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Accounting News Roundup: H&R Block Selling RSM to McGladrey; Job Hating in the Genes; Satyam’s Tax Notice | 08.23.11

H&R Block selling RSM for $610 million [MW]
H&R Block Inc. said on Tuesday that it is selling its RSM McGladrey unit to McGladrey & Pullen, LLP for $610 million. The firm said the deal will result in a $53 million, or 17 cents a share, after tax charge to s expected to close by the end of the year.

Tax Break for Clergy Questioned [WSJ]
As Congress scrutinizes every nook and cranny of the budget for possible revenue, a surprising court decision is allowing clergy members to buy or live in multiple homes tax-free. The U.S. Tax Court ruled that Phil Driscoll, an ordained minister and Grammy Award-winning trumpeter who went to prison for tax evasion, didn’t owe federal income taxes on $408,638 provided to him by his ministry to buy a second home on a lake near Cleveland, Tenn. Under a provision of the tax code known as the parsonage allowance, first passed in 1921, an ordained clergy member may live tax-free in a home owned by his or her religious organization or receive a tax-free annual payment to buy or rent a home if the congregation approves.

Obama Talks to Buffett About Economy [Bloomberg]
“The president and Mr. Buffett discussed the overall outlook on the economy and the reaction to the headwinds we’ve experienced over the last couple of months,” said Josh Earnest, an administration spokesman. “They talked a little bit about some possible measures that would spur investment and increase economic growth and they also talked about some measures that could address the long-term fiscal situation in this country.”

Mandatory Auditor Rotation: If PCAOB Sanctions Were “Case-By-Case” [Re:Balance]
JP: ” [I]f the PCAOB can sustain its proof that long audit tenure was causally related to its definition of “audit failure,” it could include rotation in its toolkit of post-inspection sanctions.”

Hate Your Job? It May Run In the Family [WSJ]
Sayeth a new study.

Sharma to step down as S&P president [FT]
Deven Sharma is stepping down as president of Standard & Poor’s only weeks after the rating agency issued an unprecedented downgrade of the credit of the US, the company said. Mr Sharma will remain as an adviser to S&P’s owner, McGraw-Hill, for four months and leave the company at the end of the year. He will be replaced as S&P president by Douglas Peterson, chief operating officer of Citibank, the banking unit of Citigroup.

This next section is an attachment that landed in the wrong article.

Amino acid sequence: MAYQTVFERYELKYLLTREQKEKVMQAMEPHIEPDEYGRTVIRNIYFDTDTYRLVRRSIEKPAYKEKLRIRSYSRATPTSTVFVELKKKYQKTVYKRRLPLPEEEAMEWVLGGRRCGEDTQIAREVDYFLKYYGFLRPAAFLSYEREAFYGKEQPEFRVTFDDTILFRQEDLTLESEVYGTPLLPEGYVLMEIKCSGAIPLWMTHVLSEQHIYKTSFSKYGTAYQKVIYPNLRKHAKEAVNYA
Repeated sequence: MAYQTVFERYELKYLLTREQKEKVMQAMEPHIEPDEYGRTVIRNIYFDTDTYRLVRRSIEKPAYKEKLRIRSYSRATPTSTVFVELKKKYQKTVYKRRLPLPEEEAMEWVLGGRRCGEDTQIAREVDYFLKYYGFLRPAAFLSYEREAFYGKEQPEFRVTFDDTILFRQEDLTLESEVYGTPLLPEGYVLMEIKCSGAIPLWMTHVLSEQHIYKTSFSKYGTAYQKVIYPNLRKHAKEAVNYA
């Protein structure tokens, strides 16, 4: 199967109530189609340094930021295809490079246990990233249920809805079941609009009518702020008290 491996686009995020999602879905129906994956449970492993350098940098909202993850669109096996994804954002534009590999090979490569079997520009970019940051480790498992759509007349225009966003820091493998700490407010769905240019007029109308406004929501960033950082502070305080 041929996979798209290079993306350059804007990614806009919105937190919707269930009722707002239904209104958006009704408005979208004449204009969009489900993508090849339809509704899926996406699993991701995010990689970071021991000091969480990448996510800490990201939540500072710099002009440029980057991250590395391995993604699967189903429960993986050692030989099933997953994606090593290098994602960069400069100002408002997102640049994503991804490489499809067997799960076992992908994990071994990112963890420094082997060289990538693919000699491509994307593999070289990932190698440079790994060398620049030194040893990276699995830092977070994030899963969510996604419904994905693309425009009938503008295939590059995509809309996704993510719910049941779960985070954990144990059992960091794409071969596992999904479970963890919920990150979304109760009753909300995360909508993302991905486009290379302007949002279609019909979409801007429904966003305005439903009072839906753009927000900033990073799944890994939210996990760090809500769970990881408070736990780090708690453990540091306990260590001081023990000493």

Satyam Gets $463.3 Million Tax Notice [WSJ]
India’s Satyam Computer Services Ltd. Monday said it has received a preliminary draft notice from local authorities for a tax claim of 21.13 billion rupees ($463.3 million) disallowing the exemptions claimed by the company and dealing a setback to its attempt to recover from a fraud in 2009.

Accounting News Roundup: Is the Satyam Mess Over?; IRS All Over Kabbalah Centre; PCAOB’s Doty Speaks at Baruch | 05.06.11

Is the Chinese Listing Bubble Going Bust? [CFO Journal]
Suddenly the boom in Chinese listings on U.S. exchanges is looking shaky, and two primary reasons were reinforced in separate developments today. On Wall Street, Renren, dubbed the Chinese Facebook, tanked after its shares debuted at a stratospheric multiple on Wednesday, calling into question the appetite for future Chinese IPOs. Meanwhile, at a New York City financial conference, SEC officials were nearly elbowing each other out of the way to express their concerns about reverse mergers that are allowing Chinese firms to back door their way into U.S. markets.

U.S. Economy Adds 244,000 at 9.0% [NYT]
The United States economy added 244,000 jobs in April after a gain of a revised 221,000 jobs in March, the Department of Labor said on Friday, as the unemployment rate rose to 9 percent in April from 8.8 percent in March.

The Grand Illusion: PwC Settles Satyam U.S. Class Action Claims [Forbes]
Oh boy, “The SEC and the PCAOB would not confirm that their enforcement actions regarding the Satyam audit were finished.”

BDO USA Settles Bankest Suit With Former Client Banco Espirito Santo [Bloomberg]
BDO’s statement emailed to Bloomberg: “BDO USA LLP has entered into confidential settlement agreements with Banco Espirito Santo and Barry Mukamal, the bankruptcy trustee of E.S. Bankest LC, pursuant to which the lawsuits against BDO have been resolved,” sounds a lot like what we published yesterday.

The Kabbalah Centre in Los Angeles is the focus of an IRS investigation into tax evasion [LAT]